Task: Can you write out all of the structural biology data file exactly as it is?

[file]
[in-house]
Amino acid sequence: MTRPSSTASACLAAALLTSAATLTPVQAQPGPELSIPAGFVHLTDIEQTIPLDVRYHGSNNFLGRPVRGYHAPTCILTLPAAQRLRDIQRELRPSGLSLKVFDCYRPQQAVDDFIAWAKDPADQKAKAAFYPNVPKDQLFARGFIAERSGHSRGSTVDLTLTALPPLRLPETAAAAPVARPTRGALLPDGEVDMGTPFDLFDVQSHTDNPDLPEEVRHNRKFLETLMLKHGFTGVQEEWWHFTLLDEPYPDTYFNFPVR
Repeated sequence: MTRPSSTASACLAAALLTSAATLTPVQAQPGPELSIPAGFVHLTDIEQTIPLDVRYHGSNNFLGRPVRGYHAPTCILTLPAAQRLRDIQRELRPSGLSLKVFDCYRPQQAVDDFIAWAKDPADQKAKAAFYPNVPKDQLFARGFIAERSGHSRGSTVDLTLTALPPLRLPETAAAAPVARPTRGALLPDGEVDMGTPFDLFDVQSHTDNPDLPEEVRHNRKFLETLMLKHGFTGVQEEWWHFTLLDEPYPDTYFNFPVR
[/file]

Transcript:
[in-house]
Amino acid sequence: MTRPSSTASACLAAALLTSAATLTPVQAQPGPELSIPAGFVHLTDIEQTIPLDVRYHGSNNFLGRPVRGYHAPTCILTLPAAQRLRDIQRELRPSGLSLKVFDCYRPQQAVDDFIAWAKDPADQKAKAAFYPNVPKDQLFARGFIAERSGHSRGSTVDLTLTALPPLRLPETAAAAPVARPTRGALLPDGEVDMGTPFDLFDVQSHTDNPDLPEEVRHNRKFLETLMLKHGFTGVQEEWWHFTLLDEPYPDTYFNFPVR
Repeated sequence: MTRPSSTASACLAAALLTSAATLTPVQAQPGPELSIPAGFVHLTDIEQTIPLDVRYHGSNNFLGRPVRGYHAPTCILTLPAAQRLRDIQRELRPSGLSLKVFDCYRPQQAVDDFIAWAKDPADQKAKAAFYPNVPKDQLFARGFIAERSGHSRGSTVDLTLTALPPLRLPETAAAAPVARPTRGALLPDGEVDMGTPFDLFDVQSHTDNPDLPEEVRHNRKFLETLMLKHGFTGVQEEWWHFTLLDEPYPDTYFNFPVR